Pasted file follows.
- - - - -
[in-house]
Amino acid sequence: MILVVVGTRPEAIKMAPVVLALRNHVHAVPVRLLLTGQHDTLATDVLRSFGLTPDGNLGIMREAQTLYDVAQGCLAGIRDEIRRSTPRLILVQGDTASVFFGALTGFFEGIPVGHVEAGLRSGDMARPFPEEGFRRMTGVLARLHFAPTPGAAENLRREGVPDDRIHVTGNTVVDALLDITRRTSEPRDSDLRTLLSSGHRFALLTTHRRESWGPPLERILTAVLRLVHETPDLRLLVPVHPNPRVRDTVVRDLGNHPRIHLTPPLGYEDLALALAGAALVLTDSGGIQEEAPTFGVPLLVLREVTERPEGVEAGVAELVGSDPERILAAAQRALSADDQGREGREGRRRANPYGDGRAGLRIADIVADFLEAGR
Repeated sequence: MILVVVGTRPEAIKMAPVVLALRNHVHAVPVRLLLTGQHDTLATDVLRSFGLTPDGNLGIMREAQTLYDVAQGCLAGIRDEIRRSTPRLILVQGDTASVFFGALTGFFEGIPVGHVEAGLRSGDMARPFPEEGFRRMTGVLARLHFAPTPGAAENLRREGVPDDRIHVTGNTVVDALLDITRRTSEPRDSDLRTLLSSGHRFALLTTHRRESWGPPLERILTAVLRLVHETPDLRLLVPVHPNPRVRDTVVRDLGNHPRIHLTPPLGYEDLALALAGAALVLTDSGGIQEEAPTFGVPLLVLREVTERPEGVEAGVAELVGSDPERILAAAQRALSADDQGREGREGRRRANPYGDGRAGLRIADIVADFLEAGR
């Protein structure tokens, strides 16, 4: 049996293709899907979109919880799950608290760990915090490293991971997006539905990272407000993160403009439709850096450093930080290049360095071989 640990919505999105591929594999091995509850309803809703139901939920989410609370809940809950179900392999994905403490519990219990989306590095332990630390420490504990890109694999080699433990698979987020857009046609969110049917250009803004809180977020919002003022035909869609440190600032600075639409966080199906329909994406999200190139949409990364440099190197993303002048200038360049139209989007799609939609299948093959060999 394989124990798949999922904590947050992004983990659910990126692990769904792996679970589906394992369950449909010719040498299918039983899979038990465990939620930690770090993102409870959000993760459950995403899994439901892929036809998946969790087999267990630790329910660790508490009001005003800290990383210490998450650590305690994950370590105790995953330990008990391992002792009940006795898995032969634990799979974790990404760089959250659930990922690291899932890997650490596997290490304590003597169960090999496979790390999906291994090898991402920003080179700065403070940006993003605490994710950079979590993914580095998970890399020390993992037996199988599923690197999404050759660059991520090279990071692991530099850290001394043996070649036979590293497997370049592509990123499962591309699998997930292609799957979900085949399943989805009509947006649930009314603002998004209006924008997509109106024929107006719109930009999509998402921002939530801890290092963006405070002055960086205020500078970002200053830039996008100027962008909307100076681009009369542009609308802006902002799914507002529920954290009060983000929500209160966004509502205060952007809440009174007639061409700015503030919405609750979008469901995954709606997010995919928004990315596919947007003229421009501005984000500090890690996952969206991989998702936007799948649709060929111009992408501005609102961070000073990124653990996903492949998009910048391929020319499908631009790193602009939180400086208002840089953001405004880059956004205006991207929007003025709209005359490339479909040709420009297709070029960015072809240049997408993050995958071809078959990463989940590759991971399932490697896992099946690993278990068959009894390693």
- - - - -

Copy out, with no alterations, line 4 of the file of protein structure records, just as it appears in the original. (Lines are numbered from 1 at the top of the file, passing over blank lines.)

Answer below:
């Protein structure tokens, strides 16, 4: 049996293709899907979109919880799950608290760990915090490293991971997006539905990272407000993160403009439709850096450093930080290049360095071989 640990919505999105591929594999091995509850309803809703139901939920989410609370809940809950179900392999994905403490519990219990989306590095332990630390420490504990890109694999080699433990698979987020857009046609969110049917250009803004809180977020919002003022035909869609440190600032600075639409966080199906329909994406999200190139949409990364440099190197993303002048200038360049139209989007799609939609299948093959060999 394989124990798949999922904590947050992004983990659910990126692990769904792996679970589906394992369950449909010719040498299918039983899979038990465990939620930690770090993102409870959000993760459950995403899994439901892929036809998946969790087999267990630790329910660790508490009001005003800290990383210490998450650590305690994950370590105790995953330990008990391992002792009940006795898995032969634990799979974790990404760089959250659930990922690291899932890997650490596997290490304590003597169960090999496979790390999906291994090898991402920003080179700065403070940006993003605490994710950079979590993914580095998970890399020390993992037996199988599923690197999404050759660059991520090279990071692991530099850290001394043996070649036979590293497997370049592509990123499962591309699998997930292609799957979900085949399943989805009509947006649930009314603002998004209006924008997509109106024929107006719109930009999509998402921002939530801890290092963006405070002055960086205020500078970002200053830039996008100027962008909307100076681009009369542009609308802006902002799914507002529920954290009060983000929500209160966004509502205060952007809440009174007639061409700015503030919405609750979008469901995954709606997010995919928004990315596919947007003229421009501005984000500090890690996952969206991989998702936007799948649709060929111009992408501005609102961070000073990124653990996903492949998009910048391929020319499908631009790193602009939180400086208002840089953001405004880059956004205006991207929007003025709209005359490339479909040709420009297709070029960015072809240049997408993050995958071809078959990463989940590759991971399932490697896992099946690993278990068959009894390693």